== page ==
SPREP’s past anniversary celebrations have included public activities and events, such as SPREP’s famous ‘open days’ which have seen hundreds of school students from across Samoa visit SPREP’s campus headquarters in Vailima for specialised tours. The open days, usually hosted once every two years, were an important opportunity for SPREP to encourage and nurture a new generation of environmentalists in the young students who entered, as well as a chance for SPREP to showcase its work across the Pacific.
Mr Kosi Latu, Director General of SPREP, welcomed guest speakers and SPREP staff to the talanoa event, or dialogue, of which the theme was “Our Ocean.”
In his opening address, Mr Latu provided a brief history of SPREP, its growth and expansion since the treaty signing, and how anniversary celebrations have evolved over the years. While this year’s anniversary celebrations had to be scaled back as a result of the coronavirus (COVID-19) pandemic, Mr Latu stressed today’s event was still an important milestone for SPREP. The intergovernmental regional environment organisation has served the Pacific region for 27 years, and as such, it was a great privilege to have representatives of SPREP’s Member countries, partners, and staff, including Youth Environmentalist Ms Aniva Clarke, present at the intimate event marking the day.
“SPREP was not born in one day. I acknowledge the contributions and legacies of previous Director Generals and staff, and the collective guidance of our Member countries and partners which have seen us move from strength to strength,” said Mr Latu.
“We are presently faced with one of the greatest challenges that has faced human kind – COVID-19. It’s important for us to take stock of where we have come from, what we have achieved, and the lessons of our past in order to remain resilient and adaptive of the challenging times ahead. We need to navigate carefully with our Members and remain responsive to their needs. The environment must be prominent in our Members’ COVID-19 post-recovery plans to ensure the need to ‘build back better’ is met.”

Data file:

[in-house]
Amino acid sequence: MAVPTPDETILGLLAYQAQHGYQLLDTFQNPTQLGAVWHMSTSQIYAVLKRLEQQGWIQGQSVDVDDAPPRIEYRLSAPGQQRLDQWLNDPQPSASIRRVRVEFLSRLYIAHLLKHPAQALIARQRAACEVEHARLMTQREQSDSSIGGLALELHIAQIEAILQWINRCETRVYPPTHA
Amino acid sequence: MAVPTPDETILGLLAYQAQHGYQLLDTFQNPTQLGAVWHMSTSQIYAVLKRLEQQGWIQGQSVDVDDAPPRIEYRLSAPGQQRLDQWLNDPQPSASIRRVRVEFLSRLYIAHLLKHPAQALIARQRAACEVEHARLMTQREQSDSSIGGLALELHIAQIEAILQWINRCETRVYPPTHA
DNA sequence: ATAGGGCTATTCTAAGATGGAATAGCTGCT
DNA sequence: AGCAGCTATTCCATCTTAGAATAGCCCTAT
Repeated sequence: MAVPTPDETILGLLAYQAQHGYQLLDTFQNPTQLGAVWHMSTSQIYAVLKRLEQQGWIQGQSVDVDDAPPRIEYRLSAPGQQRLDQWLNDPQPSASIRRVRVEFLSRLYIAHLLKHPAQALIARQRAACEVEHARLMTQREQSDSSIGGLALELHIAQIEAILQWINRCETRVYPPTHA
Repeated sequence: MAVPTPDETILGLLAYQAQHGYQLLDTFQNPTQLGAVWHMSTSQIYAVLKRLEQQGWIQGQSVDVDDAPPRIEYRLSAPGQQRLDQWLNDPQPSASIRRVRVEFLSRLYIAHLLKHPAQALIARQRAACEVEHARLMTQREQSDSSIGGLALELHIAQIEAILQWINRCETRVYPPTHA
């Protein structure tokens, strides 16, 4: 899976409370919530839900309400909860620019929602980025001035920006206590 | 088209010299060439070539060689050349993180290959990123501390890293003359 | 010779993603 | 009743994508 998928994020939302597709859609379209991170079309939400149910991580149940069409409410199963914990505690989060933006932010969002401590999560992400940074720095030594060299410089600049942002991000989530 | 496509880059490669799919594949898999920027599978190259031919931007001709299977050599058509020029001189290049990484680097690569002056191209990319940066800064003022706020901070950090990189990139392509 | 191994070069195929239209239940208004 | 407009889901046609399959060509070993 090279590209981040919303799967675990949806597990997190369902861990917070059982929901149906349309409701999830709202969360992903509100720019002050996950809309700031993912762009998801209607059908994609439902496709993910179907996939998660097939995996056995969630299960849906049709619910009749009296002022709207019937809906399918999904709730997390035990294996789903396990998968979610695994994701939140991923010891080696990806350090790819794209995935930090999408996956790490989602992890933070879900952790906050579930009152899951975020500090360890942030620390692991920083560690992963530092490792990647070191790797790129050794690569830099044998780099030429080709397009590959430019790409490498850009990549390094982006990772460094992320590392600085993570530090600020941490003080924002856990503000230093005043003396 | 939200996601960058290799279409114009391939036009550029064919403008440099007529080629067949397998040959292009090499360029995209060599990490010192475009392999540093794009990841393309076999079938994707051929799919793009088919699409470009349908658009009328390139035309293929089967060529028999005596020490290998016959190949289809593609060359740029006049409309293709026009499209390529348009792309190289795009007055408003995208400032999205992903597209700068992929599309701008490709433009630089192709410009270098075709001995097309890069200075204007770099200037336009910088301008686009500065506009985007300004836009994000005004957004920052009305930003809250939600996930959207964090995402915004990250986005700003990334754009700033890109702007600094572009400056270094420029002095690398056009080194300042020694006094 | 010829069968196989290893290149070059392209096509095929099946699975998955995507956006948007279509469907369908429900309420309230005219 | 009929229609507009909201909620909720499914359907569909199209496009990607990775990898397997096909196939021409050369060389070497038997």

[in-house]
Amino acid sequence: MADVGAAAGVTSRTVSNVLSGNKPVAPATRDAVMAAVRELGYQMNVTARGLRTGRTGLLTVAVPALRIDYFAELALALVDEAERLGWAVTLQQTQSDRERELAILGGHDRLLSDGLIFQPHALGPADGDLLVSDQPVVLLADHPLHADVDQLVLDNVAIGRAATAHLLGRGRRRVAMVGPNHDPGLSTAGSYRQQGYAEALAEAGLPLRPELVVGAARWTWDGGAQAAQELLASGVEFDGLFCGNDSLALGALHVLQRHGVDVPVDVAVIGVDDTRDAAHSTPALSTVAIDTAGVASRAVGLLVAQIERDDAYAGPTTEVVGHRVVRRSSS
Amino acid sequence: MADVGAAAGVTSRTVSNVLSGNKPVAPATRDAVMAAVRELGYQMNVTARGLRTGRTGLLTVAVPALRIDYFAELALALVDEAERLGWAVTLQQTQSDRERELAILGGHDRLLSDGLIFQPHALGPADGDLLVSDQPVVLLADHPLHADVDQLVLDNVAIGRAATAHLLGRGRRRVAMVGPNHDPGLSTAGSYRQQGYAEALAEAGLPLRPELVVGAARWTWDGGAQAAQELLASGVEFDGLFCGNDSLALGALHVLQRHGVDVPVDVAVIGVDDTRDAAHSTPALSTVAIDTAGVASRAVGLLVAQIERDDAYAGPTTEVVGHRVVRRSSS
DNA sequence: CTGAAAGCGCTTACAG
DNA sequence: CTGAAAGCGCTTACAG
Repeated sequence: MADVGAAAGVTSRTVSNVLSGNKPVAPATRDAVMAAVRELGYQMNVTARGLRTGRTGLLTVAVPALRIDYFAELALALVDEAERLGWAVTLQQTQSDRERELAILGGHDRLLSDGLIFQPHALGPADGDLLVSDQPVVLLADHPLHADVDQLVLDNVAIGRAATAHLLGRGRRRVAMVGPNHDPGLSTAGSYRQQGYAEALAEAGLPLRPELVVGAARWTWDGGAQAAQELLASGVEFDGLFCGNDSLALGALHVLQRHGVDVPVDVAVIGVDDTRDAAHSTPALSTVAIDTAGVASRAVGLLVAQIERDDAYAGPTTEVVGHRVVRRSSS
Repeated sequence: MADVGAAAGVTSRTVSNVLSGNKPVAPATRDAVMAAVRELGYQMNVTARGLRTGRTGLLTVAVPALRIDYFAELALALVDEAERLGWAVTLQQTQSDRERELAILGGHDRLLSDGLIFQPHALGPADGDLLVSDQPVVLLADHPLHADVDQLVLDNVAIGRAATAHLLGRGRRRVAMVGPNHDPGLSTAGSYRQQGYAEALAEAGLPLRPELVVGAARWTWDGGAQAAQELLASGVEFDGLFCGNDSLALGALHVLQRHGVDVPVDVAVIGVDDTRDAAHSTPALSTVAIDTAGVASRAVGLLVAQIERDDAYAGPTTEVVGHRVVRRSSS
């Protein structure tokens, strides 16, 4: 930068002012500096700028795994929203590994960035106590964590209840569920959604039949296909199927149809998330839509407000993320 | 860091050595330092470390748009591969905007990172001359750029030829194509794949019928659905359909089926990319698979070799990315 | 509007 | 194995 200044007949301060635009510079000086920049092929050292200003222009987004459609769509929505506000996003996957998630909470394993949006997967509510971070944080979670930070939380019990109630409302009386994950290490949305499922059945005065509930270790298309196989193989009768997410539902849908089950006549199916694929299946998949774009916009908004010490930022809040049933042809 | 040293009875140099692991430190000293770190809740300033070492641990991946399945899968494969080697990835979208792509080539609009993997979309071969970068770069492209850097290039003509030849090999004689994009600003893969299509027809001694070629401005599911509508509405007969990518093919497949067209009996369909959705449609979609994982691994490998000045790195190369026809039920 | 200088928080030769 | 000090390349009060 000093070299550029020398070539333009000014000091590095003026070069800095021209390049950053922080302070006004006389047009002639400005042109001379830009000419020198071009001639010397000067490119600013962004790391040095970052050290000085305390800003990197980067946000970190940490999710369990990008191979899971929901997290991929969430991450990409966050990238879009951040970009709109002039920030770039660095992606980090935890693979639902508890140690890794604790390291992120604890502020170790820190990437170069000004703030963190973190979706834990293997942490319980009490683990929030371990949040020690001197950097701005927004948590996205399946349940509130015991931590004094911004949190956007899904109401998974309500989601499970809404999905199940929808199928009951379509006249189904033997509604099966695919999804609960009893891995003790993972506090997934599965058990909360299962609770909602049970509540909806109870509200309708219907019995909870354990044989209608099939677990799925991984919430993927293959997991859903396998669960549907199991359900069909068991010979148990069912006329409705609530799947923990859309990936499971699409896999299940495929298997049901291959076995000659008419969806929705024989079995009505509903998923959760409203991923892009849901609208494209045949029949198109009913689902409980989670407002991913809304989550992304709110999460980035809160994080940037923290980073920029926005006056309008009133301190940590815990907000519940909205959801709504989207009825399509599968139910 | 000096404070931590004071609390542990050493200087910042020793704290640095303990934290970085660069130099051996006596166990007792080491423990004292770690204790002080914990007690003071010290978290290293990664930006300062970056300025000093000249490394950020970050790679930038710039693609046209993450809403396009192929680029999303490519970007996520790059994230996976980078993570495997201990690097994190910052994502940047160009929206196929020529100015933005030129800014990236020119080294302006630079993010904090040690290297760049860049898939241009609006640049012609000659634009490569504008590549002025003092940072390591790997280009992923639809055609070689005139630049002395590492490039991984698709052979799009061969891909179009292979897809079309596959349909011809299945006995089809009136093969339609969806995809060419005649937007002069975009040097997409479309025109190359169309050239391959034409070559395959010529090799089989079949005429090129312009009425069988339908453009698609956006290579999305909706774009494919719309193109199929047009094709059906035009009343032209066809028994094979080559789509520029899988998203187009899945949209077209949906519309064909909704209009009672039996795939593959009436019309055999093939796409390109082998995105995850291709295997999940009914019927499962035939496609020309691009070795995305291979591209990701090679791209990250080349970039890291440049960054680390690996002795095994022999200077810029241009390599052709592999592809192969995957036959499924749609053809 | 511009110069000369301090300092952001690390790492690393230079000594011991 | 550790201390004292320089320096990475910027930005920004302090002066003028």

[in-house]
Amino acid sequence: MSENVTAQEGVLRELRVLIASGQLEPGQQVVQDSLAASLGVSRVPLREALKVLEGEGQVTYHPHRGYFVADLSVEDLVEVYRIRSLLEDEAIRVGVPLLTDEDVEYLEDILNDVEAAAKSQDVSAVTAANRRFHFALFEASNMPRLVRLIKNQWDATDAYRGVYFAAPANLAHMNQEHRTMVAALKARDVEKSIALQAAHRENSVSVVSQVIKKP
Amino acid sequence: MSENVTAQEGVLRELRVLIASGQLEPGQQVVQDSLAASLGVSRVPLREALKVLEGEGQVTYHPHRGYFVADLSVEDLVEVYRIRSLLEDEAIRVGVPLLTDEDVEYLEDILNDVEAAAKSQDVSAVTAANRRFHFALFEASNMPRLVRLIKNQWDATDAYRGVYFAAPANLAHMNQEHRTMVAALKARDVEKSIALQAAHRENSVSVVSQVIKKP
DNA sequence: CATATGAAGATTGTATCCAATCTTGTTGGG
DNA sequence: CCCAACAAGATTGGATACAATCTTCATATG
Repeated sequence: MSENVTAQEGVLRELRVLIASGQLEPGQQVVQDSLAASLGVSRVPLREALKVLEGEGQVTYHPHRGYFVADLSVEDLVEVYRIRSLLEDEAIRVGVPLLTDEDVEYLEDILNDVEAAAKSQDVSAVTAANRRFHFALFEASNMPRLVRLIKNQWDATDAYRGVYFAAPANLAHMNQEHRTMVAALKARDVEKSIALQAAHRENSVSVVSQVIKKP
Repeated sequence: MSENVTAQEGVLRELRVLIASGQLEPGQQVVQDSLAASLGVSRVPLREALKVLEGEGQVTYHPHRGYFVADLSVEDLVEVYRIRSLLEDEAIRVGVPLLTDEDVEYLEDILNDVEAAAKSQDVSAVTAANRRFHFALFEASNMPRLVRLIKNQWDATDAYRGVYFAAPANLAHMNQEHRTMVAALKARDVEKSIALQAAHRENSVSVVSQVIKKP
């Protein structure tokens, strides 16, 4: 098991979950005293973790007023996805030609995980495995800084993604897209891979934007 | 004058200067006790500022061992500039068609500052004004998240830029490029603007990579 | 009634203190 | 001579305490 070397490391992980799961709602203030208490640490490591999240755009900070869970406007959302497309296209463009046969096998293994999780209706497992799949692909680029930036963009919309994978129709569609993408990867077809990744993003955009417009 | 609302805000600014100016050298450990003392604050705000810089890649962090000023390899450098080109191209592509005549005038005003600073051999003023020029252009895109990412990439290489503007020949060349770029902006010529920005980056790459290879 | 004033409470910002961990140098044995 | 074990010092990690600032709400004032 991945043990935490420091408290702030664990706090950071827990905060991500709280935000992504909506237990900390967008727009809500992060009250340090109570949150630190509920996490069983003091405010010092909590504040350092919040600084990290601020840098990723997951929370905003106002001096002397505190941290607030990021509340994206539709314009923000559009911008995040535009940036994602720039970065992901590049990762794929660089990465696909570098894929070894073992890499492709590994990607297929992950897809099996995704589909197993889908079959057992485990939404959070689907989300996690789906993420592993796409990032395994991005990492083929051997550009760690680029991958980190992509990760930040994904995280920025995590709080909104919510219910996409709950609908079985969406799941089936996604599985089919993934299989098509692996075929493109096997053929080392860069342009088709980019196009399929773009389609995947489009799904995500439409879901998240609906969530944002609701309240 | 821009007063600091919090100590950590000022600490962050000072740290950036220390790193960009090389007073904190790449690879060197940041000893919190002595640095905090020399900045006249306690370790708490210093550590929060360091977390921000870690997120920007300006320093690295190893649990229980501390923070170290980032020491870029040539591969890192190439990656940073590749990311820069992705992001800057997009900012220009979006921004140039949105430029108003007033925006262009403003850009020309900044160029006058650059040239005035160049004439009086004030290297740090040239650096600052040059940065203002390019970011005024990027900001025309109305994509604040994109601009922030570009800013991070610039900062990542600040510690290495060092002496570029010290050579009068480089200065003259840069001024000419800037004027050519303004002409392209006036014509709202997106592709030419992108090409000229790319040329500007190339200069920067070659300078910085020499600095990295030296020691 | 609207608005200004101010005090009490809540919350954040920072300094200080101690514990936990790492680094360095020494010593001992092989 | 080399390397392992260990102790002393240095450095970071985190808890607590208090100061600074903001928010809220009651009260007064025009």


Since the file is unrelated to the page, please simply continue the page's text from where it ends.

Mr Latu acknowledged the support of SPREP’s metropolitan Member countries (Australia, France, New Zealand, United Kingdom, and United States of America) and its many partners, that have made it possible for SPREP to continue to serve its Pacific island Members in the various programmes and thematic areas SPREP’s mandate and vision encompasses.
Keynote speaker, Peseta Noumea Simi, Chief Executive Officer of the Government of Samoa’s Ministry of Foreign Affairs and Trade, acknowledged how far SPREP has come as an organisation, and also touched on the current challenges Samoa, and the Pacific region, is facing.
“As we learn to exist under a new ‘normal’, there is an expectation that SPREP, as well as other Pacific regional organisations, will also adjust accordingly. There has never been a greater need and better timing than now for more improved levels of cooperation and cohesion in our region’s responses to COVID-19 pandemic and associated socio-economic crises,” said Peseta Noumea Simi.
“My Government is privileged to have partnered with SPREP on many programmes and projects, and we can be jointly proud of our achievements and success to date. But the work continues, and we must not waiver in our joint efforts and determination. Congratulations again on your 27th anniversary SPREP!”
Seven additional guest speakers were present at SPREP’s anniversary celebrations – H.E. Sara Moriarty, Australian High Commissioner; H.E. Dr Trevor Matheson, New Zealand High Commissioner; Mr Taimalie Kele Lui, Representative for Tokelau; Mr Benjamin Harding, Program Manager for U.S. Embassy to Samoa; Ms Aniva Clark, Youth Environmentalist; and event moderator, Sala Dr George Carter, Research Fellow in Geopolitics and Regionalism at the Australian National University.
The two hour talanoa was concluded with a special prayer conducted by SPREP’s longest serving staff member, Ms Lupe Silulu, who joined what became SPREP in 1992 as the Registry Clerk, a year before the SPREP Treaty was signed.